The ominous story in the Los Angeles Times today, "Russia tests missiles as Ukraine militants defy call for vote delay," opens, without explanation: "A day after claiming to have withdrawn thousands of Russian troops from Ukraine's border, Kremlin leader Vladimir Putin presided over East bloc military maneuvers Thursday that included tests of Russia’s nuclear forces and live firing of intercontinental ballistic missiles." Excuse us? "East bloc"? What "East bloc"? The Warsaw Pact has been defunct since 1991, as the LA Times could easily glean from goddam Wikipedia. There isn't a clue in the text of the article as to what they mean by "East bloc," or whether any countries other than Russia participated in the maneuvers. The whiff of Cold War nostalgia around the Ukraine crisis is getting out of hand.
Peru's President Ollanta Humala on Dec. 9 announced the capture of the new commander of the remnant Sendero Luminoso column in the Upper Huallaga Valley—one of two remaining pockets of coca-producing jungle where the scattered Maoist guerilla movement is still keeping alive a local insurgency. The commander was named as Alexander Fabián Huamán AKA "Héctor"—said to have assumed leadership of the guerillas' "Huallaga Regional Committee" after the capture last year of "Comrade Artemio," the last "historic" Sendero leader (that is, dating back to the insurgency's heyday 20 years ago). Gen. Víctor Romero Fernández, commander of the National Police Anti-Drug Directorate (DIRANDRO), called the arrest a "hard blow" against the guerillas, and predicted that "Sendero Luminoso is disappearing in this zone." (InfoBAE, Andina, Dec. 9)
A massacre at Adra, outside Damascus, is being attributed to the Nusra Front, which on Dec. 16 may have killed over 100 civilians after seizing the town, targetting Alawites, Druze, and Christians. Some civilians were reportedly "saved" by regime army troops, who stormed houses where they were being held. These claims are aggressively plied by the official media in countries that back the Assad regime (Russia Today, Voice of Russia, Tehran Times, Xinhua) and the "alternative" media in countries that oppose the Assad regime (Antiwar.com, Intifada Palestine—which is, very significantly, not based in Palestine, where Assad is actually very unpopular). The anti-Assad Linux Beach blog is skeptical about the claims, noting that the presumably more objective BBC News account put the death toll at 10, not the 100 attributed elsewhere to anonymous regime sources. Linux Beach also engages in the cyber-sleuth routine to argue that some photos supposedly taken by the jihadists of bodies they'd mutilated were actually recycled from other, unrelated atrocities (a trick the Assad-supporters are always accusing the mainstream media of). Linux Beach more astutely points out that the Adra claims come just as "the death toll from a 10-day Syrian regime air offensive on Aleppo rebels passed 400," in the words of AFP. Most have been killed by the regime's improvised "barrel-bombs," seemingly designed to win the maximum number of civilian casualties. ("Aleppo rebels" actually means rebel-held areas of the city; we may assume a high proportion of non-combatant deaths.) A Google News search for "Aleppo" brings up such mainstream US sources as the Washington Post, LA Times and CNN. Pretty predictable, eh?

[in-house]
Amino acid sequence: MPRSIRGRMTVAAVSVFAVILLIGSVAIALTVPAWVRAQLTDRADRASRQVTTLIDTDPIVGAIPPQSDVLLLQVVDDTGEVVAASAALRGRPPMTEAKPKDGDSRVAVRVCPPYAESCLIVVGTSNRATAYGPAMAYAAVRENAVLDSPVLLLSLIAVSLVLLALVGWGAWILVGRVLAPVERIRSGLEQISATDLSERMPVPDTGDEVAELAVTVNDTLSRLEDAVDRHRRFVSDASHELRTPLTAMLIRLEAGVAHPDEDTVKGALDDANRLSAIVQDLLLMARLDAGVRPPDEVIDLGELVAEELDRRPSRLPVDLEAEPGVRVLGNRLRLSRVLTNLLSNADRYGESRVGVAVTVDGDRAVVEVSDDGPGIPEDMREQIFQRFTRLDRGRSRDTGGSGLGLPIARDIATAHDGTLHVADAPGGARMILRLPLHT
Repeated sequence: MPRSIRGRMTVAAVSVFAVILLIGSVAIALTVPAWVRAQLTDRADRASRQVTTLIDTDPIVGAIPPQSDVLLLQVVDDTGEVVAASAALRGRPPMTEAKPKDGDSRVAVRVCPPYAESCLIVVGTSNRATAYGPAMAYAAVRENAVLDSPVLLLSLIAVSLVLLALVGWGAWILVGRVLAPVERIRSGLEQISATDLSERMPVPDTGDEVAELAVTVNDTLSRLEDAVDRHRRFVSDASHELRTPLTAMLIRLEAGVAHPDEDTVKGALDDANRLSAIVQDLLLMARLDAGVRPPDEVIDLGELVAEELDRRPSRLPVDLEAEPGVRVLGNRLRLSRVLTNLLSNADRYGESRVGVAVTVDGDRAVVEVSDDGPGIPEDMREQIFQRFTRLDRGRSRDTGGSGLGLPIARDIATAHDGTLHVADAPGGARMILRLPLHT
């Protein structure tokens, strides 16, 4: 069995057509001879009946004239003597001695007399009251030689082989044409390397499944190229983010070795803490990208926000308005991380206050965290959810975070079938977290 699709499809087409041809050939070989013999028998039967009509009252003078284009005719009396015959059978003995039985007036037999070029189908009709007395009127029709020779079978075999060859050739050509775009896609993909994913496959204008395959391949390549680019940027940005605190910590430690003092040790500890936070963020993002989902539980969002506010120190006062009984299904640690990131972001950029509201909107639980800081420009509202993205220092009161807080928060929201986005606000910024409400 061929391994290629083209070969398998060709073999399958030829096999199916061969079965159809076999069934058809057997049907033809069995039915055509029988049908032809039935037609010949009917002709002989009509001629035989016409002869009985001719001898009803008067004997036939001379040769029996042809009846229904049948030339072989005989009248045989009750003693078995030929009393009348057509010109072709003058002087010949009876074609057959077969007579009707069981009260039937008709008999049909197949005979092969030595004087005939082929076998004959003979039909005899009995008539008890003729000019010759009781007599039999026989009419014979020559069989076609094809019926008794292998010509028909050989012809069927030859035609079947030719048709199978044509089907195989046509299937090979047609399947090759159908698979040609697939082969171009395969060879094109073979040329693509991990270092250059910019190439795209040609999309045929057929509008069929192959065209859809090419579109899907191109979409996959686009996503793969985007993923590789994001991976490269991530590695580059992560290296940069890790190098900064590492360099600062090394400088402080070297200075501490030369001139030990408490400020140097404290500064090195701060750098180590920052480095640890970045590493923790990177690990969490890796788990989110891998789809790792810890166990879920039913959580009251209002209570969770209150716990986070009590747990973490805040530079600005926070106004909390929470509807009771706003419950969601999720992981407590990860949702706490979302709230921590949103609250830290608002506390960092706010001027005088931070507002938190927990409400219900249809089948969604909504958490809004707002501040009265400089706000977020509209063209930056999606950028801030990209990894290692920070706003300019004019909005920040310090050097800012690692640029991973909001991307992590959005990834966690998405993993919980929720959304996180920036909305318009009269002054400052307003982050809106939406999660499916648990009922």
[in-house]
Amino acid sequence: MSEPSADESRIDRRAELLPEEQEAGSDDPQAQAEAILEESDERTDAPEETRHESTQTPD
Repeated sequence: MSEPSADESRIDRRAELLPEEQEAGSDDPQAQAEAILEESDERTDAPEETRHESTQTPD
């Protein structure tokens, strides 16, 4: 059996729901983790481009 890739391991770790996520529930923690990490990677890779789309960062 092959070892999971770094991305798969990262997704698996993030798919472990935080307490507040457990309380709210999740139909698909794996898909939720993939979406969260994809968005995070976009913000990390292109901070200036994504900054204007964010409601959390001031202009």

With the passing of Nelson Mandela today, Barack Obama of course issued the requisite accolades, hailing the departed icon of South African freedom as "one of the most influential, courageous, and profoundly good human beings that any of us will share time with on this Earth... Like so many around the globe, I cannot fully imagine my own life without the example that Nelson Mandela set. And so long as I live I will do what I can to learn from him." (USA Today) Obama's words may well be heartfelt, but the notion that the US stood beside Mandela in the long struggle against apartheid is revisionism that must be combatted.